What happens when a siphon valve is adjusted. In real time the water would take up to a full minute to reach the E-drain

Simply by allowing a very slight trickle of water to enter through the emergency standpipe at all times, the system does not require perfect adjustment and the siphon will re-start on it’s own more easily (such as after an interruption in the return pump’s operation). We are talking a trickle here — just enough to negate the need for constant fiddling, but still allowing the emergency drain ample capacity if needed.

To accomplish this, you simply stabilize the water level as best you can inside the overflow, then close off the valve’s flow a very tiny amount past that point. This causes the water level inside the overflow to rise, very slowly, and come to rest at the level of the emergency standpipe — where the trickle of water will begin flowing down it. This adjustment should be as small as possible because ideally you want the trickle as small as possible.

A slight trickle of water flowing down the emergency pipe has a few effects on the system including:

  • The operating water level remains up at the top of the overflow box. Water passing over the the weir falls only a short distance, so it won’t splash and create noise.
  • The volume of water in the overflow is always consistent. The return pump chamber in the sump becomes the only place in the system where the water level can fluctuate.
  • A trickle of water breaks the surface of water inside the overflow, preventing any scum from accumulating.
  • The need for constant adjustments is eliminated.

Let’s Pause Here… For the sake of discussion, I’ll mention a debate that currently takes place. It regards running an Emergency drain with the “Trickle” method. There are some people who think that running a dry pipe that never touches water is the only way it should be done.

I have the opinion that running a “Trickle” down the Emergency drain is a safe method. This is only the case if you safeguard your valve and maintain the overflow. I wanted this guide to be just about explaining the basics vs. debating different opinions, so that subject is in a separate post here Herbie Overflow Emergency Line – Running Wet vs. Dry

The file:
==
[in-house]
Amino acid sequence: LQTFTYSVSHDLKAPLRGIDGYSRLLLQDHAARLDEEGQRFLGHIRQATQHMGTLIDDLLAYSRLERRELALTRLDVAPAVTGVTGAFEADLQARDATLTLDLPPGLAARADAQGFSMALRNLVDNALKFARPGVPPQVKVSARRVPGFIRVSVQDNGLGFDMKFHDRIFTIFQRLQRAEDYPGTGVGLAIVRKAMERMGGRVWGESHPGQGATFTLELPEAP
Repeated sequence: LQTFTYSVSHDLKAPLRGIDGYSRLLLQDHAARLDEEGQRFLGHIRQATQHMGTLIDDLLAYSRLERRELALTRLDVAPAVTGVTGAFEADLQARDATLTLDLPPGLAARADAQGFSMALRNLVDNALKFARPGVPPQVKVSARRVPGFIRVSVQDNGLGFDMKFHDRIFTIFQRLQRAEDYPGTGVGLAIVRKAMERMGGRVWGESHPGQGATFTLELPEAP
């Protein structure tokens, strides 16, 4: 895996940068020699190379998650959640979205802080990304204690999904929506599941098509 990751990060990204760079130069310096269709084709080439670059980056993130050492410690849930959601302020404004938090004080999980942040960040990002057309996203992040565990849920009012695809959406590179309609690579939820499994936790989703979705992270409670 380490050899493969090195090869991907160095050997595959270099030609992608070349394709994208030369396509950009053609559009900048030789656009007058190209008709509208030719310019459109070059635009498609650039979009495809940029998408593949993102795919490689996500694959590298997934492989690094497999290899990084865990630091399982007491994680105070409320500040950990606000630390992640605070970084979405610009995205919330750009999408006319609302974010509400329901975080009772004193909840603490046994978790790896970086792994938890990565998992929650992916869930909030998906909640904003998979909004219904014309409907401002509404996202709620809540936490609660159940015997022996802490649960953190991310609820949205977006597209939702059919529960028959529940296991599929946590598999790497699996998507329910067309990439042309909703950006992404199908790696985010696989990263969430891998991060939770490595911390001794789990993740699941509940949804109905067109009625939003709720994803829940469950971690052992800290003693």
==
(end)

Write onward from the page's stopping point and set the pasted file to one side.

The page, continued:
Moving on…

System Design

External Overflow with Herbie Setup

Valve Selection

Due to the need for fine levels of adjustment, installing a quality valve is suggested.

Gate Valve

This valve allows precise adjustments to be made with a minimum effort. The “Spears” gate valve (shown) can be taken apart and is regarded as the best available option.

Gate Valve Herbie

Spears Gate Valve

Ball Valve

The higher quality ones have a smooth opening/closing action, and built in unions which are an advantage. A “Single Union Ball Valve” or “True Union Ball Valve” are the only ones that should be used. They are cheaper and easier to find than gate valves. The common “Straight Ball Valve” should be avoided.

True Union Ball Valve Herbie

True Union Ball Valve

Even a quality valve will tend to start to get sticky and eventually seize up after months or years in a high-calcium saltwater tank. To remedy this it’s a good practice to detach your valve and get rid of any deposits. Soaking the valve in vinegar works well.

Thinking Ahead – If the valve doesn’t have a union built in — one should be installed close to it between the valve and the bulkhead so you can easily detach your hoses and get to the valve assembly with relative ease.

Main Siphon Standpipe Height

This can potentially trip you up if you haven’t set up the method before. The main valve standpipe will work at almost any height you make it as long as its lower than the emergency standpipe. However this is true only to an extent (see below).

Herbie Overflow Standpipes

Help the Siphon get going on it’s own — by having the height of your main valve standpipe about 6″ deeper than the operating water level of the overflow, usually the height of the emergency standpipe.